Garden greens are always a welcome change in our garden after the summer heat. Here’s some info so you can get growing some greens, too!
My favorite greens to grow and how I like to use them
Mustard greens became a favorite in my house as soon as we harvested our first bunch. They are tender like spinach and delicious fresh or cooked. So far, Tatsoi is my favorite variety to eat, and Purple Osaka is a real beauty in the garden.
Spinach just can’t produce fast enough for the amount we go through – it’s always a winner. I add to smoothies, eggs, pasta sauce, you name it. I’m planning to grow as much as I have space for this upcoming season. Bloomsdale is our fave.
Bok choy has been really fun to grow. I mostly like it because it’s a good way to change things up a bit when you’ve been eating a lot of greens and want something different. My favorite way to eat it is in a stir-fry. Shanghai Green Pac Choy is my personal fave.
Collard greens were a new one for me once I started gardening. I can’t remember a time, growing up, that I ate them. They are great chopped and added to all sorts of dishes or eaten as the star of the dish in a southern-style recipe like the one below. Champion collards are my favorite variety so far.
Swiss chard is a total beauty in the garden, especially during seasons when there is mainly green growing. It is also a two-for-one kind of green – you can use the stems just like celery in soups and other dishes. Five Color Silverbeet is the way to go when growing Swiss chard – you never know which color is going to pop up, and they are all so vibrant.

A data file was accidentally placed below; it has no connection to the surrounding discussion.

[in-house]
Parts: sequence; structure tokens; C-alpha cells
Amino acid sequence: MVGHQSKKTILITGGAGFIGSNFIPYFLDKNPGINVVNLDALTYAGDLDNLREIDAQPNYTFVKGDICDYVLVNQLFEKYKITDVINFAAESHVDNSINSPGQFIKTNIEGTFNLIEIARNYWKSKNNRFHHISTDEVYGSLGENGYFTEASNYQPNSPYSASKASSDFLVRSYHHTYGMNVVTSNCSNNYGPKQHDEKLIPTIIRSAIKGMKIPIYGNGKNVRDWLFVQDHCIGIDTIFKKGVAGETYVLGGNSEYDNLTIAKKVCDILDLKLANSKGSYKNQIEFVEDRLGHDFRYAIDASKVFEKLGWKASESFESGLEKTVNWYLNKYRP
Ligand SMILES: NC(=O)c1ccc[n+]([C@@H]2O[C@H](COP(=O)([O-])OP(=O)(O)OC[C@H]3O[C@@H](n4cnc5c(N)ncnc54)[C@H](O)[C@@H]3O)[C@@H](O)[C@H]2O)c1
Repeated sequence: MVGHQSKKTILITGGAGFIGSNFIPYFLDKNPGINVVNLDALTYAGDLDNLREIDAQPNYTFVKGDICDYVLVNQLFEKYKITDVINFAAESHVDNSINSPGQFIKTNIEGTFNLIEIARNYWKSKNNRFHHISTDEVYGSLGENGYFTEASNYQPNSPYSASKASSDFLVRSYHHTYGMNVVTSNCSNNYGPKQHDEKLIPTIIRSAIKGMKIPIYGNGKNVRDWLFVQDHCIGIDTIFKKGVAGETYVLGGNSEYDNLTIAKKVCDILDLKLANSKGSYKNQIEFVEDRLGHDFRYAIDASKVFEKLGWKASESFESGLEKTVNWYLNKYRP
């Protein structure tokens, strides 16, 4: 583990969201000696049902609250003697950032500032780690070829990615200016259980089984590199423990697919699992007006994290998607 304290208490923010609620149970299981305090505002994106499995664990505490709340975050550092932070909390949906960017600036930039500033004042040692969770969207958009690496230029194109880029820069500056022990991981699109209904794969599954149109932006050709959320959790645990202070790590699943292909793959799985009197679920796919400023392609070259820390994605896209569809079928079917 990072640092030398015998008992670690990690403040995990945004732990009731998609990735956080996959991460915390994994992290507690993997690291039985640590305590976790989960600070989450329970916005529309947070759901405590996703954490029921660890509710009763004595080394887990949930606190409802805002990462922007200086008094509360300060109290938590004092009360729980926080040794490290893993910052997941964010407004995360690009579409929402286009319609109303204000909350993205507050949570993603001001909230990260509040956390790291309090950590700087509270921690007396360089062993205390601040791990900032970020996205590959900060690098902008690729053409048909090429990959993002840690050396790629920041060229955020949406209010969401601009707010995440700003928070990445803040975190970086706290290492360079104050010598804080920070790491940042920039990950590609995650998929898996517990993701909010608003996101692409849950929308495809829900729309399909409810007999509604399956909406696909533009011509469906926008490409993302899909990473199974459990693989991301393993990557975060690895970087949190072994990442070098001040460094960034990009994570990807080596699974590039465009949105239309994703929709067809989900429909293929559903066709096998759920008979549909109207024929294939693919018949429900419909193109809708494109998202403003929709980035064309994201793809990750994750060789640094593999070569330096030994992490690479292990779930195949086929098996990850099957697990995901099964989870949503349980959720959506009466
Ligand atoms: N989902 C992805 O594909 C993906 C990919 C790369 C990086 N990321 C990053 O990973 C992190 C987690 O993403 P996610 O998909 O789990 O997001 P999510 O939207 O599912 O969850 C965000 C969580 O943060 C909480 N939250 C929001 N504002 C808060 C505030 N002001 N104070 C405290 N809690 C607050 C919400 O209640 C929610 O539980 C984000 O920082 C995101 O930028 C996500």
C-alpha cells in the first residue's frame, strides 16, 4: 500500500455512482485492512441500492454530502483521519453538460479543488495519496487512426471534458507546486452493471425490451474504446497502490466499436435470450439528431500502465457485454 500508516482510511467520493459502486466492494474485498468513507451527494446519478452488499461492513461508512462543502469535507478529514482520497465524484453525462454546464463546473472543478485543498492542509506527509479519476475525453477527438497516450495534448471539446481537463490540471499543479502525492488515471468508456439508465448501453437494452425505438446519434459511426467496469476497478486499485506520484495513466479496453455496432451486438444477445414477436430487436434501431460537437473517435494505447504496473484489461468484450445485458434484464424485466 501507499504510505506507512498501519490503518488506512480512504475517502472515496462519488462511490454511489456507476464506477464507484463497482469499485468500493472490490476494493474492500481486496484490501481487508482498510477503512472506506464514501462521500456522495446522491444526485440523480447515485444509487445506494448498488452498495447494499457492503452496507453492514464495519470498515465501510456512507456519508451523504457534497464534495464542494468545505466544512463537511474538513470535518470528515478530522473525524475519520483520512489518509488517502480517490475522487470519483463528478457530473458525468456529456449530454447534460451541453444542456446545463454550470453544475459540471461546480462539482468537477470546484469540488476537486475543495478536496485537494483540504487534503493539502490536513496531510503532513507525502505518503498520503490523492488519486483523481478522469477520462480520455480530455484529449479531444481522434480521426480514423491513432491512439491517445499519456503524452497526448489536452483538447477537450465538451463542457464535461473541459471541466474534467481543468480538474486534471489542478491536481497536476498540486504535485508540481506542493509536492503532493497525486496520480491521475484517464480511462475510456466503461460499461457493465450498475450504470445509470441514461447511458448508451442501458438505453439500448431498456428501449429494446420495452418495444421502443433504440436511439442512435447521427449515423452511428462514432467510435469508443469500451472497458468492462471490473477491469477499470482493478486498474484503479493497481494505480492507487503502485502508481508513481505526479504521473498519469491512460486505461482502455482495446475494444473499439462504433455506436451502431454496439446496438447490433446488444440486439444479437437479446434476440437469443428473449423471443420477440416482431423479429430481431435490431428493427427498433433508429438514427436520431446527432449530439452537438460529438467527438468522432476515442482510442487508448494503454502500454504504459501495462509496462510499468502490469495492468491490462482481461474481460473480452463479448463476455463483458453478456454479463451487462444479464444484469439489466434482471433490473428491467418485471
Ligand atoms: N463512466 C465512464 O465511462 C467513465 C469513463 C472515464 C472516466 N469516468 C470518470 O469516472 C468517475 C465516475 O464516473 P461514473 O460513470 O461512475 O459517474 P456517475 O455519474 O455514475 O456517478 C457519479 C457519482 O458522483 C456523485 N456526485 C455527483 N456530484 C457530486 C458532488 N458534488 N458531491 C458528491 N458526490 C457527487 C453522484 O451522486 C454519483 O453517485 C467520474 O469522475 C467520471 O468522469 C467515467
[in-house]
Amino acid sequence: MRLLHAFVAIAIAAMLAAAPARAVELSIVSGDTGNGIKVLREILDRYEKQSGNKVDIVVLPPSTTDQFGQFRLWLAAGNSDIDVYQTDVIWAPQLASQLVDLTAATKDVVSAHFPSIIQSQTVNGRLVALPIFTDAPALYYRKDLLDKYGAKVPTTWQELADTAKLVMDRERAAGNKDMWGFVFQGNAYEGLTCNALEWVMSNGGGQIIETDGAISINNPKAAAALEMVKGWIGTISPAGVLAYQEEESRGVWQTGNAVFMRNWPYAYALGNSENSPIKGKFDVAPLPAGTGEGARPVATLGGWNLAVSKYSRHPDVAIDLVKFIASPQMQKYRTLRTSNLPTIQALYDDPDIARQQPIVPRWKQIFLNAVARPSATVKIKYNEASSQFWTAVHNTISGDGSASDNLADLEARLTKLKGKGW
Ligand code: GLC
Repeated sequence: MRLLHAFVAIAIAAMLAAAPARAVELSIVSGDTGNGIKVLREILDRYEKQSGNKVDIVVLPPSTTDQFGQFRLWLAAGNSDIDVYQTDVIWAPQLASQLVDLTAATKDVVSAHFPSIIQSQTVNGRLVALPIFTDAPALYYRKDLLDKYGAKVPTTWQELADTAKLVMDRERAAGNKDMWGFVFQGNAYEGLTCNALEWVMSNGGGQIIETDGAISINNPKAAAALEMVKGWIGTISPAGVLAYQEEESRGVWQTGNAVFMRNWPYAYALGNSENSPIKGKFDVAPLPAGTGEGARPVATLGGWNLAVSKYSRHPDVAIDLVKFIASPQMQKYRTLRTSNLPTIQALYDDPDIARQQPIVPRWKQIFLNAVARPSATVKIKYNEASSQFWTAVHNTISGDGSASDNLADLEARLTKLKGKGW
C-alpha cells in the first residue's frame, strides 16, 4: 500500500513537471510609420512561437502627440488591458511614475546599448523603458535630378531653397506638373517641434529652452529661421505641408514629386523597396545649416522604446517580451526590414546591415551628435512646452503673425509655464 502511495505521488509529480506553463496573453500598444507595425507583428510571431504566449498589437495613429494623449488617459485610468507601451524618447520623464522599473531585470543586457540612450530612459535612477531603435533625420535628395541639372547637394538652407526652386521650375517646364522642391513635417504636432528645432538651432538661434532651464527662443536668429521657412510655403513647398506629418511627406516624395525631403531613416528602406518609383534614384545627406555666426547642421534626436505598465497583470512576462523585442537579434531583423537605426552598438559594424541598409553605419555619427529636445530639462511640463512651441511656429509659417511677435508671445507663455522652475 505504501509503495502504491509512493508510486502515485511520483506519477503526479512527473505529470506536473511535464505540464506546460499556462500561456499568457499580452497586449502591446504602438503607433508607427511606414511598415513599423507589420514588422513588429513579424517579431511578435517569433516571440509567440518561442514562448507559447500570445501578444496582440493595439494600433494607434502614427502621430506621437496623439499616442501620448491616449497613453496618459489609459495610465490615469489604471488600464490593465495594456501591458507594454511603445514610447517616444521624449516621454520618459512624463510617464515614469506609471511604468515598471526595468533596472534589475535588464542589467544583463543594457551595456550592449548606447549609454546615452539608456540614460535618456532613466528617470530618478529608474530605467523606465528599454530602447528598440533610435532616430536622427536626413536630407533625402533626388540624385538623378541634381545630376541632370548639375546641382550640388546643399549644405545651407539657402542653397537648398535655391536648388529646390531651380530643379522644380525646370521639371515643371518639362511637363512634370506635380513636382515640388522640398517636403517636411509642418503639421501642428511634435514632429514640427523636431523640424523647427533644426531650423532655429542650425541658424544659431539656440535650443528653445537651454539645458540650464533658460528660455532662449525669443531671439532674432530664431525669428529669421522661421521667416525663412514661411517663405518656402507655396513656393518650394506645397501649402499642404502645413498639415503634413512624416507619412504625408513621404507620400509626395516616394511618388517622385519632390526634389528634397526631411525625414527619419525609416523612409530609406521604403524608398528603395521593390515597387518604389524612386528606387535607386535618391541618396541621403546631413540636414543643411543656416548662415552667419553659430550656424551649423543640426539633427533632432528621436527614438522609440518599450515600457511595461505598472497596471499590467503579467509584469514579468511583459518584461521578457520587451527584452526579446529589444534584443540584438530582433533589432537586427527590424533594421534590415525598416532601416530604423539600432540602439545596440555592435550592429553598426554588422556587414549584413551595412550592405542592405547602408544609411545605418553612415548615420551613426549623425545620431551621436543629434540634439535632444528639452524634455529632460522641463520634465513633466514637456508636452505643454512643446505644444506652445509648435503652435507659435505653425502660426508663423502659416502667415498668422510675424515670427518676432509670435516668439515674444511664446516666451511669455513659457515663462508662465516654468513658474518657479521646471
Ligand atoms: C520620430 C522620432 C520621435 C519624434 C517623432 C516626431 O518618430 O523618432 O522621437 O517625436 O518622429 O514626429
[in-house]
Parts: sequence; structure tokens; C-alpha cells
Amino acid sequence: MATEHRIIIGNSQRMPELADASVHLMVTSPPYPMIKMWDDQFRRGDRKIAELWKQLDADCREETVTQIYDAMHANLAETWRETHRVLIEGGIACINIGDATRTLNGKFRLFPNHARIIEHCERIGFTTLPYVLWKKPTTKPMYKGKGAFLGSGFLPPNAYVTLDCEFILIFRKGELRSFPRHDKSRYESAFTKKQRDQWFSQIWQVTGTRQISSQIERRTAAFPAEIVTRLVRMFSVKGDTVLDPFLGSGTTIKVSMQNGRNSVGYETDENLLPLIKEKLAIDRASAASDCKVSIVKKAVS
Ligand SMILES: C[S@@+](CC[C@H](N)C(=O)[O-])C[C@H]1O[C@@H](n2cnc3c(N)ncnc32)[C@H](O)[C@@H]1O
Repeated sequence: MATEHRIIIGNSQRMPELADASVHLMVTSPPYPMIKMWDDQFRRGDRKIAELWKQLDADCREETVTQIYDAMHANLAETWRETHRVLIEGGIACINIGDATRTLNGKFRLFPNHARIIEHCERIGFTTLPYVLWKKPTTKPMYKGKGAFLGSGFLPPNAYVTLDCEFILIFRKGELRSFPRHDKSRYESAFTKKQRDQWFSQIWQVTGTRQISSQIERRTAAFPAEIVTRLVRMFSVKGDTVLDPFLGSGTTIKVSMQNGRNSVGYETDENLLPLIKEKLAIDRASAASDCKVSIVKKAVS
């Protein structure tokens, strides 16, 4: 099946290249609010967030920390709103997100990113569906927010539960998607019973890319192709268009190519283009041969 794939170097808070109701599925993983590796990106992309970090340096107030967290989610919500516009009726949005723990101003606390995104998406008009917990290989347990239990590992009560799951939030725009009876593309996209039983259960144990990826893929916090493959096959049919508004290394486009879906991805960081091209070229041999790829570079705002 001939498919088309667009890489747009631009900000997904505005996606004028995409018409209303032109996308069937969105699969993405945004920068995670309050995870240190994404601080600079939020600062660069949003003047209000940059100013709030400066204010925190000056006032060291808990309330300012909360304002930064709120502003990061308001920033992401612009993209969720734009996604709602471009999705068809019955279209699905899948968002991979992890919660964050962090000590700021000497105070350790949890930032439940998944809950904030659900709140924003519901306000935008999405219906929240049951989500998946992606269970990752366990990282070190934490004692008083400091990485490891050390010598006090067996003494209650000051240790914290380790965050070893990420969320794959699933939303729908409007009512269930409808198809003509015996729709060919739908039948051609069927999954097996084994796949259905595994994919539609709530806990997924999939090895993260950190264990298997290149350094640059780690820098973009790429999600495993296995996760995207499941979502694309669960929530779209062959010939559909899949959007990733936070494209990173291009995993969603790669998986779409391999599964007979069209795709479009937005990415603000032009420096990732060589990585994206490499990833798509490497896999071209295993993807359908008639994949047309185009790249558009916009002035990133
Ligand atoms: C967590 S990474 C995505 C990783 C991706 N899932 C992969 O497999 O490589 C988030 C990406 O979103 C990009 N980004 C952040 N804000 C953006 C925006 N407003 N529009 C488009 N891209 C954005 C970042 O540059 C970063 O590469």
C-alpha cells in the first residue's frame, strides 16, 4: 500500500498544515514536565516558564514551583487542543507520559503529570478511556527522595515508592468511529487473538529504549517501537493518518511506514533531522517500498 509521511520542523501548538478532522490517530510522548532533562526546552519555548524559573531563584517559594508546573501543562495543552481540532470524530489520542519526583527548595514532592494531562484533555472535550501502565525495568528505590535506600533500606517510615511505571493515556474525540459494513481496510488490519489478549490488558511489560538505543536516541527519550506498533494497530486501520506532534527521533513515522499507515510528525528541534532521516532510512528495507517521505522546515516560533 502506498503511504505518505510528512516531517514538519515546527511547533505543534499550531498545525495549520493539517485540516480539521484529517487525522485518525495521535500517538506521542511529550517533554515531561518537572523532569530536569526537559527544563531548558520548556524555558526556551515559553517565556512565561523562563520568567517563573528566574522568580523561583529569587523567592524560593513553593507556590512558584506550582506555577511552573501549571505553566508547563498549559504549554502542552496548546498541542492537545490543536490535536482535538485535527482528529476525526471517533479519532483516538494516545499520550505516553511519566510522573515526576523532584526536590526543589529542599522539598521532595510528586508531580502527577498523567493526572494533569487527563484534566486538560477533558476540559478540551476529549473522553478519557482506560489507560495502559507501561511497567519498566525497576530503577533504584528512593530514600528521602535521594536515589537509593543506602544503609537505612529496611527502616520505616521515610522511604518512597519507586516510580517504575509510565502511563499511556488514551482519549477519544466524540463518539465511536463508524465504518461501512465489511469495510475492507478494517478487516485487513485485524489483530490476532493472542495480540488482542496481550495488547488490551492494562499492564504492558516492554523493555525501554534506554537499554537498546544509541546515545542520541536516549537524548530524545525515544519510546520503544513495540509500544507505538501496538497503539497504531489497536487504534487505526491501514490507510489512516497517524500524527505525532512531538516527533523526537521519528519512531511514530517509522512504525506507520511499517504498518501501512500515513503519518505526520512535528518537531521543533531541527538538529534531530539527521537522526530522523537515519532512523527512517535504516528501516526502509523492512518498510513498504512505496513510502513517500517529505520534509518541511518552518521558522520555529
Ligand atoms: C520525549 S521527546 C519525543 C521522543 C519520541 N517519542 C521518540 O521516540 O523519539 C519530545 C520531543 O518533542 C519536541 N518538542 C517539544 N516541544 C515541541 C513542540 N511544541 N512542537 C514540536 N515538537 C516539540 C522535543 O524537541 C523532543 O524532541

Lettuce, unlike many of the other garden greens, is delicate and tender. Although it’s not a green variety, my favorite is Outredgeous Romaine Lettuce. It grows extremely well for us and adds a fun pop of color to our salads.
Arugula is a must if you like your greens with a bit more flavor and especially if you like a little spice. Astro is my favorite variety.
How to harvest your garden greens
Greens are cut-and-come-again crops, meaning that you can harvest from them all season long.
When harvesting your greens, leave 4-6 leaves for photosynthesis, and the plant will keep producing more leaves for your next harvest.
When cutting leaves off of plants, cut as close to the base of the plant as you can.
How to wash your garden greens
After harvesting our lettuce, I bring it inside and toss it into our salad spinner. Then, I fill the salad spinner with water and let it soak a bit before lifting out the inner bowl to drain the water. Typically, I go outside to toss the water back into the garden before placing the inner bowl back inside, closing the lid and pressing down the pump on the top to spin the lettuce. It’s the fastest and easiest way to wash and dry off your greens, and it’s fun for kids to use, if you are looking for helpers!
How to store your garden greens
Since the inner bowl of the salad spinner is raised up, not touching the bottom where extra water drips down, it makes the salad spinner an excellent option for storing extra lettuce in the refrigerator as well. The only downside to this is the space it takes up.
These are another option for storage that keeps the produce from touching the bottom where excess water pools. I own a set and love them for storing both lettuce and fruit.
Favorite Recipes with Garden Greens
- For salads, I like to combine spinach, mustard greens, lettuce, Swiss chard and arugula. One of our favorite fall salads is with a Caesar dressing – my absolute favorite recipe for it is from the Nourishing Traditions cookbook. I make my own mayonnaise using a recipe from Kitchen Konfidence for the Caesar, and it does not disappoint.
- An excellent southern-style recipe for your collard greens. This is great when they start growing like crazy and you need a dish where they can be the highlight.
- Chop any combination of them up and add them to soups, sauces and/or stir-fry dishes.
I hope this information helps you enjoy some on your very own homegrown garden greens!